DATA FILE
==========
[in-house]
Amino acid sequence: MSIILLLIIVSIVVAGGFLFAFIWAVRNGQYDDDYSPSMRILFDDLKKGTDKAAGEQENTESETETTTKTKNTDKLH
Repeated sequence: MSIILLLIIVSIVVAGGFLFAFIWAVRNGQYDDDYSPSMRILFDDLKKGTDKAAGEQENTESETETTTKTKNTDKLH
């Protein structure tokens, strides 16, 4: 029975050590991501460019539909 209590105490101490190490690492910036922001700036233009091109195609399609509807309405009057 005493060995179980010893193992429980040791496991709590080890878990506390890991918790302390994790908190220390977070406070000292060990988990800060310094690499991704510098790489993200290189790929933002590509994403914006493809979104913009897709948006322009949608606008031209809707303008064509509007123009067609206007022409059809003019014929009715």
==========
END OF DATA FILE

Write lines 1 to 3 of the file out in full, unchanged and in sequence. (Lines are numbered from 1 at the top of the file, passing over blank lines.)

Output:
[in-house]
Amino acid sequence: MSIILLLIIVSIVVAGGFLFAFIWAVRNGQYDDDYSPSMRILFDDLKKGTDKAAGEQENTESETETTTKTKNTDKLH
Repeated sequence: MSIILLLIIVSIVVAGGFLFAFIWAVRNGQYDDDYSPSMRILFDDLKKGTDKAAGEQENTESETETTTKTKNTDKLH